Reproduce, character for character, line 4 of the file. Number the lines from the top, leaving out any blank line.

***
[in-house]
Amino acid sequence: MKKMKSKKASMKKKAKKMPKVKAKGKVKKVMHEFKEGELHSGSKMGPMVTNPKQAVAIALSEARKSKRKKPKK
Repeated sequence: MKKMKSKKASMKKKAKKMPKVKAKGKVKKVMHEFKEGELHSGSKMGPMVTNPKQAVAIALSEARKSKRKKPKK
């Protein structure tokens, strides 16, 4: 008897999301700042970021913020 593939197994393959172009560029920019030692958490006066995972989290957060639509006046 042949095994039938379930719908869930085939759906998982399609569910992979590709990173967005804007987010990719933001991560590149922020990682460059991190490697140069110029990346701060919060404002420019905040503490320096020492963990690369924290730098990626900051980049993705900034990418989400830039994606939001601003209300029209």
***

């Protein structure tokens, strides 16, 4: 008897999301700042970021913020 593939197994393959172009560029920019030692958490006066995972989290957060639509006046 042949095994039938379930719908869930085939759906998982399609569910992979590709990173967005804007987010990719933001991560590149922020990682460059991190490697140069110029990346701060919060404002420019905040503490320096020492963990690369924290730098990626900051980049993705900034990418989400830039994606939001601003209300029209």